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The plan calls for virtually no new hydroelectric dams, but does account for energy gains from improving the efficiency of existing dams.The report lays out individual roadmaps for each state to achieve an 80 percent transition by 2030, and a full conversion by 2050.The 50 individual state plans call for aggressive changes to both infrastructure and the ways we currently consume energy, but indicate that the conversion is technically and economically possible through the wide-scale implementation of existing technologies.The new plan calls for no more than 0.5 percent of any state's land to be covered in solar panels or wind turbines.That translates to about 35 percent of the state's all-purpose power if Washington were 100-percent electrified; wind and solar could fill most of the remainder.Iowa and South Dakota are also well-positioned, as they already generate nearly 30 percent of their electricity from wind power.So the overall cost spread over time would be roughly equal to the price of the fossil fuel infrastructure, maintenance and production.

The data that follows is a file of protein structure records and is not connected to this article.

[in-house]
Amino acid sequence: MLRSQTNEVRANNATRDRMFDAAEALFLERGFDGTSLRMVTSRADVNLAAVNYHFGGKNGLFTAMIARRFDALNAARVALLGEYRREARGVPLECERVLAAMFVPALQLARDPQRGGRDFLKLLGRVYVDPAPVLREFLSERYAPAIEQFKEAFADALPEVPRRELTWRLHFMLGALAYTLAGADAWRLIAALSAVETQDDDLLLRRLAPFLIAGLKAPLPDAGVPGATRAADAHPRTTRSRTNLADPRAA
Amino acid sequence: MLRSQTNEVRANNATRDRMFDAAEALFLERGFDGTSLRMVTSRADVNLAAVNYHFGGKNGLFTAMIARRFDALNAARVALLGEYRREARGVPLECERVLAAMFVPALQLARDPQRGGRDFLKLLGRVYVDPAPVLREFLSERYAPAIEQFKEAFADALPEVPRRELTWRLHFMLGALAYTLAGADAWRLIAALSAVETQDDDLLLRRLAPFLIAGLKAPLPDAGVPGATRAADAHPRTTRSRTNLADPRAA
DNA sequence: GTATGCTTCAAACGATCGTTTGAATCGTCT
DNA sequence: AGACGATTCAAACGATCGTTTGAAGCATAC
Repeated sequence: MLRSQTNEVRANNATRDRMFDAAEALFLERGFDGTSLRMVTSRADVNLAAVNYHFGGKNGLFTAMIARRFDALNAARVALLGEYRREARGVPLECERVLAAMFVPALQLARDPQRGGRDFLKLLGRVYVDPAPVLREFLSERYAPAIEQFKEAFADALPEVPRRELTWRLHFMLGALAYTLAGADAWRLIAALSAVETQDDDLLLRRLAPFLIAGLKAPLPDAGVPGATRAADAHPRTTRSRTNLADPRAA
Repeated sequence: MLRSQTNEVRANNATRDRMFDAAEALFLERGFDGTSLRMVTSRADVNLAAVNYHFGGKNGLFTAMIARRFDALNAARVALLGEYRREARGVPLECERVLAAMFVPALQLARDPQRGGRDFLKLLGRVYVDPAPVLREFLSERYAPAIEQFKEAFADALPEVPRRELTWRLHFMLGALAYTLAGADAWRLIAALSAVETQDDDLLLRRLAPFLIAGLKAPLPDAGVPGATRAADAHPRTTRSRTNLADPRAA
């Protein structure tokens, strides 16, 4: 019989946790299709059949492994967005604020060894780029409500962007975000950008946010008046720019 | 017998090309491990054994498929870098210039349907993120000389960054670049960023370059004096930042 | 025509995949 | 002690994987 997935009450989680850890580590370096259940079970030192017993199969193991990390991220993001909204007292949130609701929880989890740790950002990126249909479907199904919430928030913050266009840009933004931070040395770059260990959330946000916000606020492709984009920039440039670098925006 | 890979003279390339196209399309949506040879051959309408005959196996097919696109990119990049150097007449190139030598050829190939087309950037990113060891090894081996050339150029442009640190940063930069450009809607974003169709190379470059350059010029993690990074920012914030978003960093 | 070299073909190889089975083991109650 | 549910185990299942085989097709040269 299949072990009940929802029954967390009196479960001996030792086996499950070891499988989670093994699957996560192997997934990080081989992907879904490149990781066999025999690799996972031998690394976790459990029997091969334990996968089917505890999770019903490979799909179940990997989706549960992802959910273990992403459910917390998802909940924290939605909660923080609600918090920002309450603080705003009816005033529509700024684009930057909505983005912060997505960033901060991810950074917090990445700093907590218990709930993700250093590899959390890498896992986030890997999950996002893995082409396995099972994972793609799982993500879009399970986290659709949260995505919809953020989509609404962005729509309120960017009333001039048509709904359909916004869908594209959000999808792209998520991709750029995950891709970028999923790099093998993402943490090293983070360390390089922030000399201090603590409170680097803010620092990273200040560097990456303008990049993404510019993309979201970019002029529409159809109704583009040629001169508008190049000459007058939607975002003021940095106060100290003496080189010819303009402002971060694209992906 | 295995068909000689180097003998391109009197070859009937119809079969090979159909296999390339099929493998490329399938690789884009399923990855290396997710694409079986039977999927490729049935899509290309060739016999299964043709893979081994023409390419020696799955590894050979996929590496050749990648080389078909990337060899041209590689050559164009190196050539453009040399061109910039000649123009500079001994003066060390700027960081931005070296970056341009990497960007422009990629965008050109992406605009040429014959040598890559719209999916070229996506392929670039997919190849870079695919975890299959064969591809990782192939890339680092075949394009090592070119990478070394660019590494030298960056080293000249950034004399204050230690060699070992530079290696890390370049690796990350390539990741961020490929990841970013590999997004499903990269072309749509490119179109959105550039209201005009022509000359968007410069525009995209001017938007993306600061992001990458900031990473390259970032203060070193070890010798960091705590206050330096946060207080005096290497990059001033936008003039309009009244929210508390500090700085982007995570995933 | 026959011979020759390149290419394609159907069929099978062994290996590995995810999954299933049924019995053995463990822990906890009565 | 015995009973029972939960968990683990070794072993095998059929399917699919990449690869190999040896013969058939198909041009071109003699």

"About 6 percentage points of that is gained through efficiency improvements to infrastructure, but the bulk is the result of replacing current sources and uses of combustion energy with electricity." The next step involved figuring out how to power the new electric grid.
"The main barriers are social, political and getting industries to change.
One way to overcome the barriers is to inform people about what is possible," said Jacobson, who is also a senior fellow at the Stanford Woods Institute for the Environment and at the Precourt Institute for Energy.
It’s a balmy night in Manhattan’s financial district, and at a sports bar called Stout, everyone is Tindering.
The tables are filled with young women and men who’ve been chasing money and deals on Wall Street all day, and now they’re out looking for hookups.The upfront cost of the changes would be significant, but wind and sunlight are free.